Acknowledgments List of Tables and Figures Abbreviations 1. Introduction: The Puzzle of Lobbying in China The Puzzle and the Project Alternative Patterns of Government-Business Relations Previous Research: Fulfilling Expectations (Not) Explaining Variation The Consequences The Significance of Economic Factors China as a Critical Case The Research Design Outline of the Book 2. Organizing Business in China Introduction The New Basis for Government-Business Interaction Mapping China's Association System The Limited Autonomy of Business Associations The Missing Structural Components of Corporatism Pluralism: A Mixed Picture Beyond Clientelism Conclusion: Explaining Variation 3. The Steel Industry: Walking on One Leg Introduction The Economics of Steel The Weakness of China's Steel Associations The Dominance of Direct Interaction The Gap Between Connections and Clientelism Cartel Calamities Steel Trade Warriors The Exception: Environmental Protection Policy Conclusion 4. Consumer Electronics: Sending Mixed Signals Introduction The Economics of TVs and VCD Players The Uneven Growth of Consumer Electronics Associations Direct Contact: Taking Offense The Price of Competition Fighting Off the Tax Man The Standard of Influence Conclusion 5. Software: Approaching Pluralism Introduction The Economics of Software The Growth of Software Associations Other Signs of Pluralism The "Normalization" of Relationships The VAT: Revaluing the Industry Copyright Protection: Joining the Fight Standards: Erecting and Dismantling Barriers to Entry Conclusion 6. Conclusion: China's Political Economies Introduction Linking Economics, Interaction, and Influence Chinese Politics: Adapting Models and Integrating Sub-Fields Incremental Democratization? Reform Alternatives: Beyond Liberalization Appendix: Case Selection and Interviews Notes Index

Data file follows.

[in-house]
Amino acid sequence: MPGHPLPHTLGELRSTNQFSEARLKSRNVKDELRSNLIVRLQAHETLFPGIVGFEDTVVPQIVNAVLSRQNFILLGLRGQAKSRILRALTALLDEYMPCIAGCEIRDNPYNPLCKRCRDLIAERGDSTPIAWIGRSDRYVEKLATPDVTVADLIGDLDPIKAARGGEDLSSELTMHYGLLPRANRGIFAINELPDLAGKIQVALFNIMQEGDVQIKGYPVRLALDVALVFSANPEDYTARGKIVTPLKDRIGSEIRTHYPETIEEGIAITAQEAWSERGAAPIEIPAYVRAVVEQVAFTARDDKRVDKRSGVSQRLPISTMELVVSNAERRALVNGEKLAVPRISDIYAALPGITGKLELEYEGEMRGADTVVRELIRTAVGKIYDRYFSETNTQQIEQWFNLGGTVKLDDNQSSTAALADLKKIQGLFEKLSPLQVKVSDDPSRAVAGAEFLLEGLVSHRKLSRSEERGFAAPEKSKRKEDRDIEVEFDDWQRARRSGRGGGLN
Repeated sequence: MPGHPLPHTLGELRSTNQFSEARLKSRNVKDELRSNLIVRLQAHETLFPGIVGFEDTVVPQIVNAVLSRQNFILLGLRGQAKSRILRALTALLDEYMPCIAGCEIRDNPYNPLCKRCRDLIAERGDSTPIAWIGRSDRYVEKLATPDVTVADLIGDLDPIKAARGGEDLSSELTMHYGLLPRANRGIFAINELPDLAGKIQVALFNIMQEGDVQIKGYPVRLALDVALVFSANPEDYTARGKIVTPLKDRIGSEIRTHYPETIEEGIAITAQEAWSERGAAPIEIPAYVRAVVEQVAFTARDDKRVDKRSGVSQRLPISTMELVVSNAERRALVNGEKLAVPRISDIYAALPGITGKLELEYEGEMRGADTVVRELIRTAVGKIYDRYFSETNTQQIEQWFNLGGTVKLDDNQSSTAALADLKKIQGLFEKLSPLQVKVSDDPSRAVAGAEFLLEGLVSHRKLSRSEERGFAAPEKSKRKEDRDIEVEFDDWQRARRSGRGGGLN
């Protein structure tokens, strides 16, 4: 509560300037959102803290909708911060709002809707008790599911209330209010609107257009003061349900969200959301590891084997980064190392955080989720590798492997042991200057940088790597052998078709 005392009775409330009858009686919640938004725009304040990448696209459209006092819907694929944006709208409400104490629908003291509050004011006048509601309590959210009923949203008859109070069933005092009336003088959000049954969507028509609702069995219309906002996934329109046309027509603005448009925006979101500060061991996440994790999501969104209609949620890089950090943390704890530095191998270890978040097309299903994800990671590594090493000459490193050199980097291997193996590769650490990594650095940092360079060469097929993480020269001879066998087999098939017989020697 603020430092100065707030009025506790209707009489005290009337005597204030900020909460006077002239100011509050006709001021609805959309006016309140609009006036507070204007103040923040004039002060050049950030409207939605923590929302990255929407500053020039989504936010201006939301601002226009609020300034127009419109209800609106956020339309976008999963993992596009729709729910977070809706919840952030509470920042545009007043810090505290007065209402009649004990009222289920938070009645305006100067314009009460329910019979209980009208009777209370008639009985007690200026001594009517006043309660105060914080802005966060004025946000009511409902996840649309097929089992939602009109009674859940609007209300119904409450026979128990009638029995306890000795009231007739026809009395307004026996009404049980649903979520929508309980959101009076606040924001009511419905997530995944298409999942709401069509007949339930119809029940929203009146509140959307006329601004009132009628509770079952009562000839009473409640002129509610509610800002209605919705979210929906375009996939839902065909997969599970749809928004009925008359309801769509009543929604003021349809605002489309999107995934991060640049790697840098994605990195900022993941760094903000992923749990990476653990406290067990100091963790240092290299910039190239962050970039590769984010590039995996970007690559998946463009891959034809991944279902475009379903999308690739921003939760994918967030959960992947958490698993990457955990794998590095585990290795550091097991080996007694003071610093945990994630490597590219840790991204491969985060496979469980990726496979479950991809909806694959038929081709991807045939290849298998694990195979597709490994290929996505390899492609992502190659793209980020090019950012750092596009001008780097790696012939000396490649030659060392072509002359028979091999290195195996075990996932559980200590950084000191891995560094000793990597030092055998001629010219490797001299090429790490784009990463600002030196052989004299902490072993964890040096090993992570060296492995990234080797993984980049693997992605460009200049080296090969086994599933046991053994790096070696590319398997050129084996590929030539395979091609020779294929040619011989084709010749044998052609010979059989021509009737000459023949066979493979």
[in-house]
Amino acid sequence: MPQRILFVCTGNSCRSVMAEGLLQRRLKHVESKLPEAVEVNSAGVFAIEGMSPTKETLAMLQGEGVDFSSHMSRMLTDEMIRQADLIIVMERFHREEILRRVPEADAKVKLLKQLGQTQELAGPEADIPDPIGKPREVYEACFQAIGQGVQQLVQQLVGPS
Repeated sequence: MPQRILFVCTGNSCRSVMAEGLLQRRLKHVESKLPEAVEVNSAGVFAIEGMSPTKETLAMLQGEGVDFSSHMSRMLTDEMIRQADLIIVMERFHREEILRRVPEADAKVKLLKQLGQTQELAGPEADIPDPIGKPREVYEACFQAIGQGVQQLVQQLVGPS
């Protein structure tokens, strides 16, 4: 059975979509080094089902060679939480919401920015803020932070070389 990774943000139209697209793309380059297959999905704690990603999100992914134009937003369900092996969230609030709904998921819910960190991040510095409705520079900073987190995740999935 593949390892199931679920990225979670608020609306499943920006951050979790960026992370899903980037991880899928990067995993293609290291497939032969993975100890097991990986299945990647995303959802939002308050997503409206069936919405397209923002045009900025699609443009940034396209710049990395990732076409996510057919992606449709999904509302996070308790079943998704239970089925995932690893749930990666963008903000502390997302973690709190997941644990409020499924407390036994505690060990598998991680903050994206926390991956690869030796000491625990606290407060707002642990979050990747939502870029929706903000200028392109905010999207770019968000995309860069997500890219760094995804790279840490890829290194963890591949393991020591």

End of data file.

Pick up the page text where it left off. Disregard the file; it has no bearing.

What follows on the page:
Scott Kennedy has dissected a complex subject in a lucid work with broad implications. His research, well-illustrated with fascinating examples of behind-the-scenes business lobbying, shows that the old corporatist model for explaining business-government relations is increasingly inadequate as interest groups and organizations compete for the government's ear. He shows us a richly complex country with increasing demands percolating up from below--a country that no longer fits the authoritarian model of popular imagination. Strongly recommended for anyone doing business in China or interested in questions of civil society and, ultimately, political reform. -- Ian Johnson, author of Wild Grass: Three Stories of Change in China Can Chinese firms promote their interests within what remains an authoritarian political system? Scott Kennedy argues that they can, in some cases through business associations. Based on extensive field research, this is one of the first books to examine the ways in which non-state actors in China pursue their interests through lobbying. It is an invaluable addition to the literature on state-society relations in contemporary China. -- Harry Harding, Elliott School of International Affairs, The George Washington University Scott Kennedy, one of today's best young scholars of China's political economy, has written a fascinating book that changes the way we see the world of Chinese business. Contrary to the image of Chinese firms as unable or unwilling to influence policy at the national level, business lobbying of government is alive and well. Clearly written and full of vivid data on multiple industries and issues, this book is a must for anyone interested in business-government relations in China. -- Margaret M. Pearson, author of China's New Business Elite Business-related lobbying, both domestic and foreign, is an important part of the political, legislative, and administrative process in China, and Scott Kennedy's fresh analysis is the best guide I have seen on the subject. -- Jerome A. Cohen, New York University School of Law